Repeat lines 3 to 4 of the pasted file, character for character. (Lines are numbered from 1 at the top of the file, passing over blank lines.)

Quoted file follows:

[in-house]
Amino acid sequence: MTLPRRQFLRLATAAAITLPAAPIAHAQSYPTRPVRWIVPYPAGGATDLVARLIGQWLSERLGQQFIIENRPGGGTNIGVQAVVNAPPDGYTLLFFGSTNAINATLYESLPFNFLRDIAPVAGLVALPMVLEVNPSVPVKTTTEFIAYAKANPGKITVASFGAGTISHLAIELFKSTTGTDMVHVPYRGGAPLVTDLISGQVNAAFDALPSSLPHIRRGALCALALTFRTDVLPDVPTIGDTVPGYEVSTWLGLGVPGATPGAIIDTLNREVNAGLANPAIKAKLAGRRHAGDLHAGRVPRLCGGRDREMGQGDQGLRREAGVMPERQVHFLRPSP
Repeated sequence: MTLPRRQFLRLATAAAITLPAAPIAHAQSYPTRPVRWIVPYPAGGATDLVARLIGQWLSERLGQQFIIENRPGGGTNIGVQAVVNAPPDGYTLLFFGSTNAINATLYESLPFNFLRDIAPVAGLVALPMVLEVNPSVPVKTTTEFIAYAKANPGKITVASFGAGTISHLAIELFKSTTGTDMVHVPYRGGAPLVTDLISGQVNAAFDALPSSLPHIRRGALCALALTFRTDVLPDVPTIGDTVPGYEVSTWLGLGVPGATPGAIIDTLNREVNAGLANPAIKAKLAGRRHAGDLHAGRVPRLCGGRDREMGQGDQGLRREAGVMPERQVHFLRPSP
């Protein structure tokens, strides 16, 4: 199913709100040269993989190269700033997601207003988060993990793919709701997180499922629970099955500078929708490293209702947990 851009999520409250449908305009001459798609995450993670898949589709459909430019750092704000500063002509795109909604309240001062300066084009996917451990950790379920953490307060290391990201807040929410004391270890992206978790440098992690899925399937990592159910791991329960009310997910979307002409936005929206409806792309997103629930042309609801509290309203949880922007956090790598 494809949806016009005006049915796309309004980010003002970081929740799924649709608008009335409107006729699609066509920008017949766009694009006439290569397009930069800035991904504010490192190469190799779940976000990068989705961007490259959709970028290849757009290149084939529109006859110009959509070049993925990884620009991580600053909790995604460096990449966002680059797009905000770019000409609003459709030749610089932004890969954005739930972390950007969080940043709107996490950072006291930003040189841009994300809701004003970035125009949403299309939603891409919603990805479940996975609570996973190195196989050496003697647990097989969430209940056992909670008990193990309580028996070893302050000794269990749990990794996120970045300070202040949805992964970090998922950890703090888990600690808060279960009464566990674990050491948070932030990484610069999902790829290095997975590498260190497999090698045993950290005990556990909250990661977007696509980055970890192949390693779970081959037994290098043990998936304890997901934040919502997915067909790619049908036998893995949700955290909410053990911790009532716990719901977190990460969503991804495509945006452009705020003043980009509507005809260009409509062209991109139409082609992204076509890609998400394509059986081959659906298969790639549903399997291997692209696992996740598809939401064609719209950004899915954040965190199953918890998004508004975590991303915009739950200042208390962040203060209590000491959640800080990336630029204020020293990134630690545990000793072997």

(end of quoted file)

Repeated sequence: MTLPRRQFLRLATAAAITLPAAPIAHAQSYPTRPVRWIVPYPAGGATDLVARLIGQWLSERLGQQFIIENRPGGGTNIGVQAVVNAPPDGYTLLFFGSTNAINATLYESLPFNFLRDIAPVAGLVALPMVLEVNPSVPVKTTTEFIAYAKANPGKITVASFGAGTISHLAIELFKSTTGTDMVHVPYRGGAPLVTDLISGQVNAAFDALPSSLPHIRRGALCALALTFRTDVLPDVPTIGDTVPGYEVSTWLGLGVPGATPGAIIDTLNREVNAGLANPAIKAKLAGRRHAGDLHAGRVPRLCGGRDREMGQGDQGLRREAGVMPERQVHFLRPSP
């Protein structure tokens, strides 16, 4: 199913709100040269993989190269700033997601207003988060993990793919709701997180499922629970099955500078929708490293209702947990 851009999520409250449908305009001459798609995450993670898949589709459909430019750092704000500063002509795109909604309240001062300066084009996917451990950790379920953490307060290391990201807040929410004391270890992206978790440098992690899925399937990592159910791991329960009310997910979307002409936005929206409806792309997103629930042309609801509290309203949880922007956090790598 494809949806016009005006049915796309309004980010003002970081929740799924649709608008009335409107006729699609066509920008017949766009694009006439290569397009930069800035991904504010490192190469190799779940976000990068989705961007490259959709970028290849757009290149084939529109006859110009959509070049993925990884620009991580600053909790995604460096990449966002680059797009905000770019000409609003459709030749610089932004890969954005739930972390950007969080940043709107996490950072006291930003040189841009994300809701004003970035125009949403299309939603891409919603990805479940996975609570996973190195196989050496003697647990097989969430209940056992909670008990193990309580028996070893302050000794269990749990990794996120970045300070202040949805992964970090998922950890703090888990600690808060279960009464566990674990050491948070932030990484610069999902790829290095997975590498260190497999090698045993950290005990556990909250990661977007696509980055970890192949390693779970081959037994290098043990998936304890997901934040919502997915067909790619049908036998893995949700955290909410053990911790009532716990719901977190990460969503991804495509945006452009705020003043980009509507005809260009409509062209991109139409082609992204076509890609998400394509059986081959659906298969790639549903399997291997692209696992996740598809939401064609719209950004899915954040965190199953918890998004508004975590991303915009739950200042208390962040203060209590000491959640800080990336630029204020020293990134630690545990000793072997």